Through Painted Deserts: Light, God, and Beauty on the Open Road: In my opinion, Donald Miller is a less than stand out writer, and when I read his books, I generally have the urge to edit them. That said, he understands post-modern culture. His honest pursuit of faith and his insights into life are enough to make me put away my red pen.
This milder than Kerouac-esque road trip was Miller’s first book and chronicles an earlier time in the author’s life when he and a guy named Paul decided to take a 1971 Volkswagen van on a journey across the western United States. When Miller and his companion start out in Houston they are practically strangers, both heading out on their journey with a strong dose of aimlessness and wanderlust.
Miller is looking to get away from religion, convention and the past, but as he does so, he encounters God in a new way through conversations and the scenery of America. Through Painted Deserts is definitely the quintessential All-American road trip: finding yourself in the open country, often because your ancient, beat up VW has left you with your thumb out on the side of the road.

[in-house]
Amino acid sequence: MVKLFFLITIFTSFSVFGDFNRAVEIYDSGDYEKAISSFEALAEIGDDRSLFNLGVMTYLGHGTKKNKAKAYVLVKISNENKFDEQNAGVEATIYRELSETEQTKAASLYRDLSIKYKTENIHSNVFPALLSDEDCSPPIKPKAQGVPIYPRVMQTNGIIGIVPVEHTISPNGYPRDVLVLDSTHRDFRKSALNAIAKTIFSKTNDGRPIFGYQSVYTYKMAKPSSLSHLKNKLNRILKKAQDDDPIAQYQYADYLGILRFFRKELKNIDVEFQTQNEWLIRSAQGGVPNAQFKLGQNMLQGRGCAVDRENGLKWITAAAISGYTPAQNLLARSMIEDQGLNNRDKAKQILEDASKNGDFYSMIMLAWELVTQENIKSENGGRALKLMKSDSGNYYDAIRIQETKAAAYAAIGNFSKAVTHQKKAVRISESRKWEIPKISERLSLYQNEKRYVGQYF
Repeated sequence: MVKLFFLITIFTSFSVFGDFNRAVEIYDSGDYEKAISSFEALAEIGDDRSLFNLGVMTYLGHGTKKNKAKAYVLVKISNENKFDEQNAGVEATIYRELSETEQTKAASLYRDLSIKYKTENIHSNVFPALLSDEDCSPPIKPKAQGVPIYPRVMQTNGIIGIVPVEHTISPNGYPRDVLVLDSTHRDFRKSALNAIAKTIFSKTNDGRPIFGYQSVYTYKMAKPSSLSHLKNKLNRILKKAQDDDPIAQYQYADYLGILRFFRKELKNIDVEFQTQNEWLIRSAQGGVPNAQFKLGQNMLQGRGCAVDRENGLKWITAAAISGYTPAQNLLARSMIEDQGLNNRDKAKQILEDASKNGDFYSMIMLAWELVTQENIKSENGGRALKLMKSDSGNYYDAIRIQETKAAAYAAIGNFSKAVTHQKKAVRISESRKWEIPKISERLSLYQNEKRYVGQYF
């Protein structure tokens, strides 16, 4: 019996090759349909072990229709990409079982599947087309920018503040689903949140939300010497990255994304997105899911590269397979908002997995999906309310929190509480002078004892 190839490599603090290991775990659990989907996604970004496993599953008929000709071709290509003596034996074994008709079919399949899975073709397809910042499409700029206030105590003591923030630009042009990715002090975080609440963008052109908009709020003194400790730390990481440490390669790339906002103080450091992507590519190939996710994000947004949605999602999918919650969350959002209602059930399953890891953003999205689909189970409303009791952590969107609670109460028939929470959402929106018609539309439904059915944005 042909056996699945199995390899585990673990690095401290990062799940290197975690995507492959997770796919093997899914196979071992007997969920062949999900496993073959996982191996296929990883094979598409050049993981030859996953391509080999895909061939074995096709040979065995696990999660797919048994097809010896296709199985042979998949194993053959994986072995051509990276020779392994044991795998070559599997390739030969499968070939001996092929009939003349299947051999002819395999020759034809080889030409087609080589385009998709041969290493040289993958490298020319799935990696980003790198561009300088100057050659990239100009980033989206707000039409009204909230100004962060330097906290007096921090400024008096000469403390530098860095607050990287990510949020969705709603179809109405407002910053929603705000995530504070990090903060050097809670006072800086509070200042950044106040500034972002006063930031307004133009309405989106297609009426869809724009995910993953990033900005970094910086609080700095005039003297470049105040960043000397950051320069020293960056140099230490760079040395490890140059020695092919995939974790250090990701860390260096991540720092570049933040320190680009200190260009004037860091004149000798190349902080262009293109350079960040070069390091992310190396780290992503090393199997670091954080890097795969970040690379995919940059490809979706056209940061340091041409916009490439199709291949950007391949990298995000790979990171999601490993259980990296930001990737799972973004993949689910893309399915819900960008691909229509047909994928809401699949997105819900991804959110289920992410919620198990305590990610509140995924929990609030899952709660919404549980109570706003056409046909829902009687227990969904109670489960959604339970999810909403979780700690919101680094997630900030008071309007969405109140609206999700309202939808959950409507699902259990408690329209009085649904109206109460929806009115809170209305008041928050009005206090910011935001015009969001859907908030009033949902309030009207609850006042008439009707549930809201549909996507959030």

When such moments as this happen Through Painted Deserts, Miller never takes himself too seriously. In fact, the book often showcases some rather stupid moments with the traveling buddies. One scene finds the pair hiking through the Grand Canyon with no gear in one of the funniest parts of the book. Along the way Miller and Paul meet a few of the many unusual characters who make up America.
These encounters along with the deepening friendship of the two travelers open opportunities to engage in subjects that strike at the core of human existence: questions of faith and life and why. Through Painted Deserts will leave you with a want to hit the road and search for your own truths.
Donald Miller, who often speaks across the United States, reads his own work in the audio version. He is a great narrator and Through Painted Deserts’ conversational tone is better listened to than it is read. The wanderlust of Miller’s personal and physical journey is felt in every sentence.